Things look different, however, if coal and iron are produced not only for the sake of expanding the production of coal and iron, but also to supply raw materials and fuel to the machine industry, to the branches of industry for semi-finished and finished commodities which flow out onto the consumer market. In this case, sooner or later the huge expansion of means of production would unavoidably lead to a huge increase in the means of consumption placed on the market. And if there were no demand for these means of consumption, there would take place an unavoidable and devastating collapse, in which precisely that connexion between production and consumption whose existence is denied by our 'paradoxical' Tugan would come into force with primitive violence.

Tugan builds up an entire system of further arguments around this cardinal point of confusion, which only increases the mess.

Let us examine, for example, one of his most important theses: 'Generally speaking, a proportioned distribution of the social production cannot initiate any sort of regression of consumer demand to the extent that the general supply of products on the market exceeds the demand for them.' Let us consider the matter. What does 'proportioned distribution of the social production' mean? Does it include a mutual relation between the production of means of production and the production of means of consumption, or not?

If the required proportionality is likewise a proportionality between the production of means of production and the production of means of consumption, if this proportionality is included, this means the existence of a connexion with the consumer market. But it is then absurd to maintain that no 'regression of consumer demand' can initiate an over-production and the creation of a surplus product, for the regression of consumer demand, its decrease relative to the supply of means of consumption, means nothing other than the violation of the proportionality. (We recall Lenin's words: 'But a certain state of consumption is one of the elements of proportion.') If this proportionality, however, is not included, the entire course of social reproduction as a whole remains a puzzle. For the production of means of production, which is relatively independent under the domination of capitalism because of the anarchical character of its market and production, is by its very nature connected to the production of means of consumption by a whole series of links in production; and so it must be.

‘The proportioned division of the social production' therefore, means something quite different from that which can be read in Tugan-Baranovsky. He says that coal and iron are produced for the further production of coal and iron. What do the machine factories live on? Where do they get coal and iron from? Naturally, they receive coal and iron from the sources of the tatter's production. Thus, there is a connexion between the production of coal and iron and the production of machines. Exactly the same connexion also exists between the production of machines and textiles, chemical products, etc. For abstract machines are not produced, not machines 'in themselves', not platonic ‘ideas' of machines, but extremely concrete machines, which must serve quite concrete productive ends. In other words, the value-relations here are connected in a specific form, as Marx puts it. Or else, the proportionality of the social production represents a mutual relation between the parts of capitalist production such that, along the entire front of the whole process of production, one branch of industry delivers an adequate amount of products to the other. From this point of view, it is obvious that a violation of proportionality can originate from the production of raw materials as well as the production of machines, from the production of half-finished goods as well as from the production of means of consumption.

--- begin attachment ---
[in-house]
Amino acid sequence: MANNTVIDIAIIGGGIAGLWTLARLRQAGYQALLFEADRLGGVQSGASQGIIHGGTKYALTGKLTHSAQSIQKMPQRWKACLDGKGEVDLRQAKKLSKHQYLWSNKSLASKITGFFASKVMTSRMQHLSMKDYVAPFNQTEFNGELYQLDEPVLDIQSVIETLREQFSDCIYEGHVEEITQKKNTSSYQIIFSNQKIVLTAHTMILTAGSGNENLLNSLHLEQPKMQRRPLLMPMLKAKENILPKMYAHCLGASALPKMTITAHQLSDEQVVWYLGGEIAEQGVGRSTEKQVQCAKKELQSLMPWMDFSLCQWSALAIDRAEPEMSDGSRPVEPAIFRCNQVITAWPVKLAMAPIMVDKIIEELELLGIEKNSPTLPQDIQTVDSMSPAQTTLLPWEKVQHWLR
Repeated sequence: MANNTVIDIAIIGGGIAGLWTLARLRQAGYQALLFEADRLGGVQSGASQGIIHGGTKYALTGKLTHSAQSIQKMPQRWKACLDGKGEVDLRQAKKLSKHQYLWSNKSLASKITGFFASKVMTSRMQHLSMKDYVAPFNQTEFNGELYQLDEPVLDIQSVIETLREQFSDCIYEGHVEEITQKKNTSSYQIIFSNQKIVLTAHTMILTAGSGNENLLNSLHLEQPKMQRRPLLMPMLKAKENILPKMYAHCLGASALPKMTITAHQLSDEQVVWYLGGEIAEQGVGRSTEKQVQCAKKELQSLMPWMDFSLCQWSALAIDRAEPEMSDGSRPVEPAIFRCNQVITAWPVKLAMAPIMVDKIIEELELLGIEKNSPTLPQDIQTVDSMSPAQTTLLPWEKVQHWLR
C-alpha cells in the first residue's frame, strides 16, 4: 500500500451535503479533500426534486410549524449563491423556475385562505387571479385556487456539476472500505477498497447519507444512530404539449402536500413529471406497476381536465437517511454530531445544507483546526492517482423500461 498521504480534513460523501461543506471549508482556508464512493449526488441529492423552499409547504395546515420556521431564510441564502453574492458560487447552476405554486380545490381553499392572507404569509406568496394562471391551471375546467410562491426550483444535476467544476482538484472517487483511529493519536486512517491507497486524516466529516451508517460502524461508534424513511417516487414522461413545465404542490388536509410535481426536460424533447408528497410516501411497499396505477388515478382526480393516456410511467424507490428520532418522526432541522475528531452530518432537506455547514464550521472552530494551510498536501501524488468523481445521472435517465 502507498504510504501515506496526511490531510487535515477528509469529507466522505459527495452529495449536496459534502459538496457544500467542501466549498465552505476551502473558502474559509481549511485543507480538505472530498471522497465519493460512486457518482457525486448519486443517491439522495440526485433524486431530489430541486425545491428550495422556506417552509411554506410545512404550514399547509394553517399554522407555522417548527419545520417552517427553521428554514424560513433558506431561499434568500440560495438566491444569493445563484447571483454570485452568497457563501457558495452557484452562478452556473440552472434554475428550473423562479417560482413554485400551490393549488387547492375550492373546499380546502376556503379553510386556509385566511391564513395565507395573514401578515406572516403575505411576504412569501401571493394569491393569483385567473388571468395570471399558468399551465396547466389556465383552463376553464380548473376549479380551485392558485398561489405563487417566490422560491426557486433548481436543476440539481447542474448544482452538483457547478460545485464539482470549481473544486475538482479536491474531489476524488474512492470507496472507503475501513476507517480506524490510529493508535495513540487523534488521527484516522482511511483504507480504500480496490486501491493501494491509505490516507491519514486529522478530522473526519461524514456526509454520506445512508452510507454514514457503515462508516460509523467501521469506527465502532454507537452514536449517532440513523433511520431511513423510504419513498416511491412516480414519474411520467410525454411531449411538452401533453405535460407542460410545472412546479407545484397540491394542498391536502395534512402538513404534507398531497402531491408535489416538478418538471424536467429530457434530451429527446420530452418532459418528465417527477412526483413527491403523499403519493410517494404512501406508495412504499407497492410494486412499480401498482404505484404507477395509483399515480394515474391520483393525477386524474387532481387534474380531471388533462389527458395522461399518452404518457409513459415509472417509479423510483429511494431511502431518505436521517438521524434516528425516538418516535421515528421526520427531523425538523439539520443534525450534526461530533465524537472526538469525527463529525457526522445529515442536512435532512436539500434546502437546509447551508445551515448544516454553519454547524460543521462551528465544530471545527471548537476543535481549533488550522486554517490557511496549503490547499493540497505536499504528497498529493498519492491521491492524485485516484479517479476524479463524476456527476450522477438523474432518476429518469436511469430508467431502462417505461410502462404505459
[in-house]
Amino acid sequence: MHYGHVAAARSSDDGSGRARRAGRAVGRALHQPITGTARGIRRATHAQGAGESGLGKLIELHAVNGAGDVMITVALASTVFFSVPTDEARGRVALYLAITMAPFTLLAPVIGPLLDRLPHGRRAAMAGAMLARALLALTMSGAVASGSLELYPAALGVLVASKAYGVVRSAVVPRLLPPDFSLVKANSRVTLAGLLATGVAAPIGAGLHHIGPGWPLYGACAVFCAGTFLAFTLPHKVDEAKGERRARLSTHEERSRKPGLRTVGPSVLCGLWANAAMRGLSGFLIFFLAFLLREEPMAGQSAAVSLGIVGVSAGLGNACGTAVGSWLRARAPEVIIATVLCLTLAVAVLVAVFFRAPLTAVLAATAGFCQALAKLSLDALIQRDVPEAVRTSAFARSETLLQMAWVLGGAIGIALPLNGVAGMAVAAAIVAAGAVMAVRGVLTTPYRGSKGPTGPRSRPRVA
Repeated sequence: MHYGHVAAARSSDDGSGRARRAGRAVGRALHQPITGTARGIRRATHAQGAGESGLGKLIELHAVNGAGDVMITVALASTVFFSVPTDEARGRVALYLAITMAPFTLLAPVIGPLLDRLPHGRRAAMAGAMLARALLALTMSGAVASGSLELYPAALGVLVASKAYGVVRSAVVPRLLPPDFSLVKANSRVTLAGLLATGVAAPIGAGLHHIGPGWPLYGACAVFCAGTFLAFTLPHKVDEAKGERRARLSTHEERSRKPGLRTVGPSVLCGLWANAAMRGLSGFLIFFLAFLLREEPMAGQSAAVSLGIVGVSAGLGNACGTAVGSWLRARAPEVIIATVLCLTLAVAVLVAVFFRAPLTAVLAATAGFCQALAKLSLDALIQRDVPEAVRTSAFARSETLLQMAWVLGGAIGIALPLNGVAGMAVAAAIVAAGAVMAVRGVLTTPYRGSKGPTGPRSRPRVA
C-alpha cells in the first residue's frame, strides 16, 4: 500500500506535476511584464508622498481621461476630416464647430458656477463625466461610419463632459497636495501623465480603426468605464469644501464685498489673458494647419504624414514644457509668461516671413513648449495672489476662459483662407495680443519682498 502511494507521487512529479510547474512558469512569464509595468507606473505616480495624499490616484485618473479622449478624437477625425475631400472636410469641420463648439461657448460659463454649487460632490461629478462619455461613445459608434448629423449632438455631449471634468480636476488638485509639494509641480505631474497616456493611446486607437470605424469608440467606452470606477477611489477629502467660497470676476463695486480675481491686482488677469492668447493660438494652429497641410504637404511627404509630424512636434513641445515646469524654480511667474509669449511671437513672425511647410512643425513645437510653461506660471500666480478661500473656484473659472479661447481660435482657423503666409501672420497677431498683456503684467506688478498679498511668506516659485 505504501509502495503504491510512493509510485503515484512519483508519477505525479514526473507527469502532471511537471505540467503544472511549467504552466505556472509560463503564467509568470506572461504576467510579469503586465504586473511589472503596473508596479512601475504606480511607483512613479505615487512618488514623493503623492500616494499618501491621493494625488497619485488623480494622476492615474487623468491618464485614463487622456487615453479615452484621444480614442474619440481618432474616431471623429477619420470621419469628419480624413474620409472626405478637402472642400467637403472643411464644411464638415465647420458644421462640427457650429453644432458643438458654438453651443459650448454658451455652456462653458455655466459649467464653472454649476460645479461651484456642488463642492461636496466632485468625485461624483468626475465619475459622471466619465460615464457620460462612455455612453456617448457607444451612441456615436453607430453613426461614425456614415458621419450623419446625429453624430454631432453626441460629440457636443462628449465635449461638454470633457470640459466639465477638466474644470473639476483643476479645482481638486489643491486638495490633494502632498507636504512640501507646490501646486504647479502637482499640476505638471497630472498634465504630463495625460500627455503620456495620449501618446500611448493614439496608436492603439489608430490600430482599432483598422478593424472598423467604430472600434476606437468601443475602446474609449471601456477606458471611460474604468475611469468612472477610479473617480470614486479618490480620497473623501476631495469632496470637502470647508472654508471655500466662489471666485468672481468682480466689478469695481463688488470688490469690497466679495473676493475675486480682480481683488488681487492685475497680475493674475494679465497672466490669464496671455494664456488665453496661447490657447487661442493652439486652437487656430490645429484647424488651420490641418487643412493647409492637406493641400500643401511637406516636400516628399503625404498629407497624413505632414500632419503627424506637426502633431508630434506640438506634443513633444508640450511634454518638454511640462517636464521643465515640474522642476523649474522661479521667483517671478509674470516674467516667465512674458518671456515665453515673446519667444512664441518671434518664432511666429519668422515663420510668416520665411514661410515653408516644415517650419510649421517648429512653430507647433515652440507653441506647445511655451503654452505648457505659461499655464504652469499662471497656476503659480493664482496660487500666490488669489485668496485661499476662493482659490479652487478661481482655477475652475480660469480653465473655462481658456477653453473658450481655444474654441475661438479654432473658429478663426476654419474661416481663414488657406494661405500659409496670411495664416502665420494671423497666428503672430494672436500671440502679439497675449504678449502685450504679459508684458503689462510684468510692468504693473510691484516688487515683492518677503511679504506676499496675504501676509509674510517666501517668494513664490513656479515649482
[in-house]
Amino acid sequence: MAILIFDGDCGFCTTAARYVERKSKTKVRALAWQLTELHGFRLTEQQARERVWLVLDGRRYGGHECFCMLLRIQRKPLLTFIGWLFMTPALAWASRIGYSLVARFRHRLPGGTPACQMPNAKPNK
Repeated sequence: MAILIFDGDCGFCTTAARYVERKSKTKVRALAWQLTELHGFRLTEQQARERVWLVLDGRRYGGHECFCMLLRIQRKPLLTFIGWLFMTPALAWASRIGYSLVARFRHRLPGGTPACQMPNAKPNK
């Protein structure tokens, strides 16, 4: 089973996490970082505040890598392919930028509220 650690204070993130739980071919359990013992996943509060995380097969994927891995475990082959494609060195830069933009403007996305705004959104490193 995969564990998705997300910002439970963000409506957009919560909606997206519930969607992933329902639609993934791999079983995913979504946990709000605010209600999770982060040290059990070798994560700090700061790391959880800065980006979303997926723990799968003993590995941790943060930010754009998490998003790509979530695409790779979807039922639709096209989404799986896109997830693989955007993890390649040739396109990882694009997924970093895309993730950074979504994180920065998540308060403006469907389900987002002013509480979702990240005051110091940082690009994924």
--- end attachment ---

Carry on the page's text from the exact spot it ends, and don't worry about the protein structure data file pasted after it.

Tugan-Baranovsky writes:

With a proportional division of the social production, no sort of regression of social consumption can initiate the creation of a surplus product. I consider the consistent regression in the share of popular consumption of the social product to be a basic tendency of capitalist development; nevertheless, in contradiction to Marx, this in no way hinders the process of the realization of the products of capitalist production. [9]

It can easily be seen that two completely different things are mixed in this tirade: the increase of the share (in values) of means of production and the disproportionality between production and consumption.

We shall analyse this really childish confusion immediately. But first, a further passage, which throws an unexpected light on Tugan's whole theoretical conception, will be quoted: